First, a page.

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The Independent Critic

Casper Van Dien, Robin Tunney, Daniel Baldwin, Kevin Gage
Paul Abascal
Forrest Smith
Rated PG-13
84 Mins.
20th Century Fox
 "Paparazzi" Review 
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Truly. I had low expectations for "Paparazzi," but found myself consistently engaged in the film and involved with the characters even when the film's core messages didn't quite resonate with me.

"Paparazzi" was produced by Mel Gibson's Icon Productions, the same outfit that brought us "Passion of the Christ." This film, in some ways, was trying to crucify the paparazzi while painting a saintlike image of the celebrities who experience them. It's that message that didn't quite resonate with me, and yet the script, by Forrest Smith, contains a few smart choices.

First, we have a relatively "new" celebrity here...we have a man in an action film from Montana who is married and has a child...we have it played out not just from a paparazzi angle, but from the angle of one bad encounter leading to a vengeful paparazzi...and then a vengeful actor. So, the storyline contains more than just "poor celebrity". While it doesn't negate the impact of the celebrity angle, it does soften the blow.

Cole Hauser does a nice job as the celebrity in question, and Robin Tunney turns in a good appearance as his wife. Hauser, who I've never really seen actually act almost reminded me of a Charles Bronson in "Death Wish." He has a gruff exterior...gets wronged...and works to get even. It's an unexpectedly solid performance. Tunney, in a less developed role still intrigues and does what she can here.

I will confess that I was troubled by the role of Tom Sizemore as the primary paparazzi out to destroy Hauser. Sizemore, who happens to be fairly known for his own domestic violence issues in real life, is effective here but almost seemed a bit restrained. If I were him, I'm not sure this is the kind of role I'd have taken.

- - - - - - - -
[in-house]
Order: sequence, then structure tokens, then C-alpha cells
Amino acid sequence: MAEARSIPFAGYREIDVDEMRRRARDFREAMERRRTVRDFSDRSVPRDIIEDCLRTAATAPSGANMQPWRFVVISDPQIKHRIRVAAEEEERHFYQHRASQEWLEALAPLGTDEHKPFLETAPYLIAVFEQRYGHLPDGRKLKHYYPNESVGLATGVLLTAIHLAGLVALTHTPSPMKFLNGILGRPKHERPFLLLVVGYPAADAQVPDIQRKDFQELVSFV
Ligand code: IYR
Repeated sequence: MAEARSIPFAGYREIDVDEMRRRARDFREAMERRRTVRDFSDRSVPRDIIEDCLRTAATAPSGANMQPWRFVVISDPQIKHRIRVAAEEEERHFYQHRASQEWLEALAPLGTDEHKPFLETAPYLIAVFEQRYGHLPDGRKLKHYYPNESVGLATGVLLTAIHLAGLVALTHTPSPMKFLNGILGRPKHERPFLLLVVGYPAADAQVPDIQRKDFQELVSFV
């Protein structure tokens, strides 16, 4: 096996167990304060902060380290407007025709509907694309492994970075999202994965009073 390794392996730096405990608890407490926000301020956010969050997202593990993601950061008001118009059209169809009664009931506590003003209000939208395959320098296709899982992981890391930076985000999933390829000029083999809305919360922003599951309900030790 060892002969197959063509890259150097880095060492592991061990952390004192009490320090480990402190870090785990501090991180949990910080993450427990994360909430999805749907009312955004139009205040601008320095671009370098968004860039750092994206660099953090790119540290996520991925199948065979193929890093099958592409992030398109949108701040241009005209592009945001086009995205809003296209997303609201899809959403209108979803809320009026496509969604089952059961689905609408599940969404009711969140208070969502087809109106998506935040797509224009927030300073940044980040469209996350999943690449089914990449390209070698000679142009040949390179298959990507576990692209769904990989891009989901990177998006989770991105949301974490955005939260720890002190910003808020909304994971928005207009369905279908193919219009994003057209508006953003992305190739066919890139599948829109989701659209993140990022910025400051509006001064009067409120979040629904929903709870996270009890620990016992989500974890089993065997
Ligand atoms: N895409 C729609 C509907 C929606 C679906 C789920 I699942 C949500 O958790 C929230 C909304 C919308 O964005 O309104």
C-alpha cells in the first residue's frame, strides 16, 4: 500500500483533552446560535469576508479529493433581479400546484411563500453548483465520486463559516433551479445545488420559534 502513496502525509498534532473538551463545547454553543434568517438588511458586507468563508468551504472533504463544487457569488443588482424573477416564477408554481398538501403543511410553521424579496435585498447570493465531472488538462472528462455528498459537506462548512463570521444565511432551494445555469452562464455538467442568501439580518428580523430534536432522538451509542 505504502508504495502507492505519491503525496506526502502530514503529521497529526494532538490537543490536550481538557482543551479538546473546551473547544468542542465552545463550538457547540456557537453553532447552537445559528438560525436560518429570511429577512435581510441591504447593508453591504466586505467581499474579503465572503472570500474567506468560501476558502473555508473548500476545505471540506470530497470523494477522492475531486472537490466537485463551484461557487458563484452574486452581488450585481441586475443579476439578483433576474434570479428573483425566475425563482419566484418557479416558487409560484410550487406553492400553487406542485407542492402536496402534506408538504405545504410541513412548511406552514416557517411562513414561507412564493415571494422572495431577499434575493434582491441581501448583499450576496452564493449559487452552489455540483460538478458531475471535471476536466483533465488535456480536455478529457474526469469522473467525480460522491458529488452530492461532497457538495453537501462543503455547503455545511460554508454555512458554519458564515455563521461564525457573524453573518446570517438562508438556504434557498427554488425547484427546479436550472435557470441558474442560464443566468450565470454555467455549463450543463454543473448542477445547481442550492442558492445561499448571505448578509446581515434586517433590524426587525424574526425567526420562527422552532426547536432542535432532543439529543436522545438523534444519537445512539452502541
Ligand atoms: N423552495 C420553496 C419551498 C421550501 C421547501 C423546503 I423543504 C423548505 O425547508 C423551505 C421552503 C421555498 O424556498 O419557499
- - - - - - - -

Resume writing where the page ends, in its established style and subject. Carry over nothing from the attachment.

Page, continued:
In other supporting roles, Dennis Farina does an extremely good job as a sympathetic detective along with other paparazzi including Daniel Baldwin, Tom Hollander and Kevin Gage.

There were problems here...and they nearly dropped this film into the "C" range for me. First, with the exception of one celebrity cameo, the bit part/cameos here seemed out of place. First, the one that worked...Vince Vaughn...the ones that didn't work? Mel Gibson, Matthew McConaughey and Chris Rock as a pizza delivery guy. Was this really necessary?

Secondly, car wreck scenes involving Hauser's family were far too similar to the Princess Diana scene. I already understood what the film was about, and did not need to be hit over the head with "Paparazzi evil." It was a bit too much.

Finally, the ending...Dare I say it was a bit too smooth? If anyone ever wondered if celebrities get preferential treatment this film would seem to validate that idea. Did I feel for Hauser's character? Of course...but, by the end of this film he's far from innocent yet he's treated with kid gloves. He simply wasn't THAT innocent.

Yet, surprisingly...I liked this film. I enjoyed the storyline, dialogue, acting and scenes. Admittedly, it's a lower budget film and feels that way...but, for this kind of a movie that works quite nicely. Will this win any awards? Probably not. However, it is a decent rental with surprisingly competent performances and a decent bit of action. The dialogue, storyline and performance of Robin Tunney all combine to push this film up to a low "B" for me.

© Written by Richard Propes
The Independent Critic